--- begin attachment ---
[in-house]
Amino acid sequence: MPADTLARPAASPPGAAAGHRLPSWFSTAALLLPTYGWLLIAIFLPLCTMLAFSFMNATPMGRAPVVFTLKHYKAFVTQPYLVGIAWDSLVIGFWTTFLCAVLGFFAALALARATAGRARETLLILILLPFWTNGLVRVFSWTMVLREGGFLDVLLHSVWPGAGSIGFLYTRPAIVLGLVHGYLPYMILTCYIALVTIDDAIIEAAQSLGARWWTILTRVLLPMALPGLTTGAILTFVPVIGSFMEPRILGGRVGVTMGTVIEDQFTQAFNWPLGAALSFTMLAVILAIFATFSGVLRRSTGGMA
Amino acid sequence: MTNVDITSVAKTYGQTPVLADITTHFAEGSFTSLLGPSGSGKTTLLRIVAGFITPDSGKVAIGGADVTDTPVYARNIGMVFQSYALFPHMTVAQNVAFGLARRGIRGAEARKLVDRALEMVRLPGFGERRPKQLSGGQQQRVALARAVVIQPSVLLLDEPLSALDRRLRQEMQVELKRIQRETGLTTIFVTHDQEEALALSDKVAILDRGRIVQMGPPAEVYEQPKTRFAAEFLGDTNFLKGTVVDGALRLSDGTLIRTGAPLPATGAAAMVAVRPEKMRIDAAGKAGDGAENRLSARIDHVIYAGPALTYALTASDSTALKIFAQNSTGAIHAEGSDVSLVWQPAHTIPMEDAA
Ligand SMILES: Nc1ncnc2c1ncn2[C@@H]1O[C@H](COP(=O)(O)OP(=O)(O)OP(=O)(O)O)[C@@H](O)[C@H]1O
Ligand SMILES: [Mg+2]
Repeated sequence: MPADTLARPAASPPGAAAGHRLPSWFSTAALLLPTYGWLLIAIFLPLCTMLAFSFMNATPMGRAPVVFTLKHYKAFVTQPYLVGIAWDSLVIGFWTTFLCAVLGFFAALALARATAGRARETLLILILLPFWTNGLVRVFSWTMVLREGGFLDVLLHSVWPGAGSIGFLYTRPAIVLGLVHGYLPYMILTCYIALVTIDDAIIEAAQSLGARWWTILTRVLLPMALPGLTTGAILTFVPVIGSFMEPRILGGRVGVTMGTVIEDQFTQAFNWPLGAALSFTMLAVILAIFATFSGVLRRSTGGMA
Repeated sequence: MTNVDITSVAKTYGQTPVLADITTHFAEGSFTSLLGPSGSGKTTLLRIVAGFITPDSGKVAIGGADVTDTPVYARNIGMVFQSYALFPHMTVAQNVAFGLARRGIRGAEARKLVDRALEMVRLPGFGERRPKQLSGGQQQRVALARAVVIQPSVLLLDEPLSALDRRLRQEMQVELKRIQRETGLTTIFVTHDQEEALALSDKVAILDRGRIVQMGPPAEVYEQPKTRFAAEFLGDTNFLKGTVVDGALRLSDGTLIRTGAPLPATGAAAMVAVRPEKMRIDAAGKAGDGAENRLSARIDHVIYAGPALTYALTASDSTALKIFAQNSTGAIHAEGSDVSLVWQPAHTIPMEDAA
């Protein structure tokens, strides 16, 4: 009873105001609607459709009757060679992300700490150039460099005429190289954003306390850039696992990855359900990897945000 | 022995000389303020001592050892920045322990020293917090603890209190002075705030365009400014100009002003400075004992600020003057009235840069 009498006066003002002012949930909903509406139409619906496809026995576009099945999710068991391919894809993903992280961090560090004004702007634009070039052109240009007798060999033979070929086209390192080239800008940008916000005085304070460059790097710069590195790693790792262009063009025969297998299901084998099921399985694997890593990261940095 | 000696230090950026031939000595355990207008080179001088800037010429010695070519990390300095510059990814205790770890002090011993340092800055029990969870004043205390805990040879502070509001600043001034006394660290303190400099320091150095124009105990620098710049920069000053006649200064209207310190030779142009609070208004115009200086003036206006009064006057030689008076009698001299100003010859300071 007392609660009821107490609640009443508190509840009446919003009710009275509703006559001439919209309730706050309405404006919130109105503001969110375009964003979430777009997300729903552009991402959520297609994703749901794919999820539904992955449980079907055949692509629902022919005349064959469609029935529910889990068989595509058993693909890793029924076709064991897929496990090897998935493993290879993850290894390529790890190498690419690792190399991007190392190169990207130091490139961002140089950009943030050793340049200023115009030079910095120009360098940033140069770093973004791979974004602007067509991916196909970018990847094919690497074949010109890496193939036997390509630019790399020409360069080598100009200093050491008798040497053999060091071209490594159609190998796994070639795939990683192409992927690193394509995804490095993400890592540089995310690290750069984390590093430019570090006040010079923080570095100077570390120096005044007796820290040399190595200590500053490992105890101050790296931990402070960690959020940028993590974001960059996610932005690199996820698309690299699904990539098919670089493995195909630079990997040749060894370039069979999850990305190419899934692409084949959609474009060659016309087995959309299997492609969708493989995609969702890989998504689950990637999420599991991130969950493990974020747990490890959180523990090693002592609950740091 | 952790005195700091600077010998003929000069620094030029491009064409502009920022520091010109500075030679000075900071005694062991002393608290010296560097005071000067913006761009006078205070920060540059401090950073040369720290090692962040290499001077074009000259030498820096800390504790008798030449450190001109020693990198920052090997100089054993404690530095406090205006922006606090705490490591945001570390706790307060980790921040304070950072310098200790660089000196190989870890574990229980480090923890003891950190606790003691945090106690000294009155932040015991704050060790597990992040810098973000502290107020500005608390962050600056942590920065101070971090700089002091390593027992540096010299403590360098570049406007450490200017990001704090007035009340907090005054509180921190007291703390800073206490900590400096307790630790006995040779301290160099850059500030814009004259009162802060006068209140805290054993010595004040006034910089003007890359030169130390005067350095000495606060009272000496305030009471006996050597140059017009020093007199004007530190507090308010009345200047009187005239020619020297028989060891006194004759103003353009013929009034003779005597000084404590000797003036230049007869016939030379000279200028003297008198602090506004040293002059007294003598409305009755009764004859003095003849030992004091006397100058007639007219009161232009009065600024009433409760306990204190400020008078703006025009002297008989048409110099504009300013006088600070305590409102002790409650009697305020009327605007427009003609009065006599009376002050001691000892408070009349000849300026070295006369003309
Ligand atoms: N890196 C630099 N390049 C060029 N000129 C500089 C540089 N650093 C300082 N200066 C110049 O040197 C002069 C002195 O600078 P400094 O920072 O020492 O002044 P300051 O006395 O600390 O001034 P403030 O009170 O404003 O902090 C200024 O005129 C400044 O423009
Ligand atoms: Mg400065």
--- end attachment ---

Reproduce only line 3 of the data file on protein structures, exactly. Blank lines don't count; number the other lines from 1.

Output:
Amino acid sequence: MTNVDITSVAKTYGQTPVLADITTHFAEGSFTSLLGPSGSGKTTLLRIVAGFITPDSGKVAIGGADVTDTPVYARNIGMVFQSYALFPHMTVAQNVAFGLARRGIRGAEARKLVDRALEMVRLPGFGERRPKQLSGGQQQRVALARAVVIQPSVLLLDEPLSALDRRLRQEMQVELKRIQRETGLTTIFVTHDQEEALALSDKVAILDRGRIVQMGPPAEVYEQPKTRFAAEFLGDTNFLKGTVVDGALRLSDGTLIRTGAPLPATGAAAMVAVRPEKMRIDAAGKAGDGAENRLSARIDHVIYAGPALTYALTASDSTALKIFAQNSTGAIHAEGSDVSLVWQPAHTIPMEDAA